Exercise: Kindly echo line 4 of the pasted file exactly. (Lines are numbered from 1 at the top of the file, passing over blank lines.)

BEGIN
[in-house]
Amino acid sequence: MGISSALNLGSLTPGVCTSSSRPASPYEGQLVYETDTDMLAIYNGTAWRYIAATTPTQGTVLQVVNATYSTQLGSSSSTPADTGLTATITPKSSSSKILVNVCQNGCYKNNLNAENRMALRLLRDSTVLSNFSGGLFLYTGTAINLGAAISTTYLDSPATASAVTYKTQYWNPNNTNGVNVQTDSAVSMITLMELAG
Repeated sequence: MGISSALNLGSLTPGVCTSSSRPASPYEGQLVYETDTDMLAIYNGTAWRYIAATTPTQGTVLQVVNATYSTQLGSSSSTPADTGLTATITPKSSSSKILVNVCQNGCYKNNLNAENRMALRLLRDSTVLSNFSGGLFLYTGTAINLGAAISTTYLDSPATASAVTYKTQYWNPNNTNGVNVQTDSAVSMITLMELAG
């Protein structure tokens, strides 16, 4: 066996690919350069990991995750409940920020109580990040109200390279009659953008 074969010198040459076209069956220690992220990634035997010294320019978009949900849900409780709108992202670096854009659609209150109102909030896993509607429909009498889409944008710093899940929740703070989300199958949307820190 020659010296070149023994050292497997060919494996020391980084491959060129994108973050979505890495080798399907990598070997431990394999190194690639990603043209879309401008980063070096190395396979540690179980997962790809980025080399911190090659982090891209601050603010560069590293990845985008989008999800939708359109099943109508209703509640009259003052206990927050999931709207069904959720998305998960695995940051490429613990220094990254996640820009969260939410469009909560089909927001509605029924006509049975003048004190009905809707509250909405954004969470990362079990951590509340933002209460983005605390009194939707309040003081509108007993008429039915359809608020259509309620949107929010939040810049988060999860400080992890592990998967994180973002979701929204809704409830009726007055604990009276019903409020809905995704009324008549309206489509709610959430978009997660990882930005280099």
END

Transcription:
């Protein structure tokens, strides 16, 4: 066996690919350069990991995750409940920020109580990040109200390279009659953008 074969010198040459076209069956220690992220990634035997010294320019978009949900849900409780709108992202670096854009659609209150109102909030896993509607429909009498889409944008710093899940929740703070989300199958949307820190 020659010296070149023994050292497997060919494996020391980084491959060129994108973050979505890495080798399907990598070997431990394999190194690639990603043209879309401008980063070096190395396979540690179980997962790809980025080399911190090659982090891209601050603010560069590293990845985008989008999800939708359109099943109508209703509640009259003052206990927050999931709207069904959720998305998960695995940051490429613990220094990254996640820009969260939410469009909560089909927001509605029924006509049975003048004190009905809707509250909405954004969470990362079990951590509340933002209460983005605390009194939707309040003081509108007993008429039915359809608020259509309620949107929010939040810049988060999860400080992890592990998967994180973002979701929204809704409830009726007055604990009276019903409020809905995704009324008549309206489509709610959430978009997660990882930005280099």